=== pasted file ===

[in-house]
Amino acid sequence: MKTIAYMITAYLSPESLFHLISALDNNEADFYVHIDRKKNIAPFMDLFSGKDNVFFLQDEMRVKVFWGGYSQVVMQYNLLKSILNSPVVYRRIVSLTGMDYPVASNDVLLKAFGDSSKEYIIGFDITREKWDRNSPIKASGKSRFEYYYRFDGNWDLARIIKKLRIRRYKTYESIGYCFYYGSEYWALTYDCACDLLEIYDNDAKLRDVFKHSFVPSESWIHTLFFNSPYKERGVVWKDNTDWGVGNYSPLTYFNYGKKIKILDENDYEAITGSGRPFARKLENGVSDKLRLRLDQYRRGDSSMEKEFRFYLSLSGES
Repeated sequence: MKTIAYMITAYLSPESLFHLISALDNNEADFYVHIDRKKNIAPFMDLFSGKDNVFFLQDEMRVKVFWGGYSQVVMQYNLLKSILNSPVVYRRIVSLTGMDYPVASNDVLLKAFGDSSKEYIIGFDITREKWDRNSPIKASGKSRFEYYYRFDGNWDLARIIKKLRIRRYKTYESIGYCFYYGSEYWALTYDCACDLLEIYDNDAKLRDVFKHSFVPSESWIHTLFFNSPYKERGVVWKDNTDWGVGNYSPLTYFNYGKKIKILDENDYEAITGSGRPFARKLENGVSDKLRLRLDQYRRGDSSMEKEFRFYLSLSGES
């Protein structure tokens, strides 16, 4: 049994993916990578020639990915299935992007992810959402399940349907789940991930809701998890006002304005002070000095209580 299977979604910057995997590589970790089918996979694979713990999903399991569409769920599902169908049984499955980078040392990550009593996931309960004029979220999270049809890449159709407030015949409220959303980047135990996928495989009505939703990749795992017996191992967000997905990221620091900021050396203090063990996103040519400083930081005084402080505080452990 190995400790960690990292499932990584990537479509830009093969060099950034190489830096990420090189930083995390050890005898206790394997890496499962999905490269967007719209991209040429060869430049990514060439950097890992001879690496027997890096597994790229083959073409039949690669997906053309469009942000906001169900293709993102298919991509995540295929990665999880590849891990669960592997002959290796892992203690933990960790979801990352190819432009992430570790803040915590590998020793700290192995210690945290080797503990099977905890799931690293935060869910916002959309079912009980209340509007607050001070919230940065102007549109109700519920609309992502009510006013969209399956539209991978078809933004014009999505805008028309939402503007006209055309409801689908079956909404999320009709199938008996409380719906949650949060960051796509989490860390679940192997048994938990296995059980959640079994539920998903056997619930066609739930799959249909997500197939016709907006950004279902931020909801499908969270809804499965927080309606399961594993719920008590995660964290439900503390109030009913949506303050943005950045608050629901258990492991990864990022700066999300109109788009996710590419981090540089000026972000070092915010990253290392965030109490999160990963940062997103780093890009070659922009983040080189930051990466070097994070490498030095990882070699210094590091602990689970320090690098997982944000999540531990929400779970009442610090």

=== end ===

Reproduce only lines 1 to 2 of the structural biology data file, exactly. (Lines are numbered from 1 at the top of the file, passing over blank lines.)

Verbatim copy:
[in-house]
Amino acid sequence: MKTIAYMITAYLSPESLFHLISALDNNEADFYVHIDRKKNIAPFMDLFSGKDNVFFLQDEMRVKVFWGGYSQVVMQYNLLKSILNSPVVYRRIVSLTGMDYPVASNDVLLKAFGDSSKEYIIGFDITREKWDRNSPIKASGKSRFEYYYRFDGNWDLARIIKKLRIRRYKTYESIGYCFYYGSEYWALTYDCACDLLEIYDNDAKLRDVFKHSFVPSESWIHTLFFNSPYKERGVVWKDNTDWGVGNYSPLTYFNYGKKIKILDENDYEAITGSGRPFARKLENGVSDKLRLRLDQYRRGDSSMEKEFRFYLSLSGES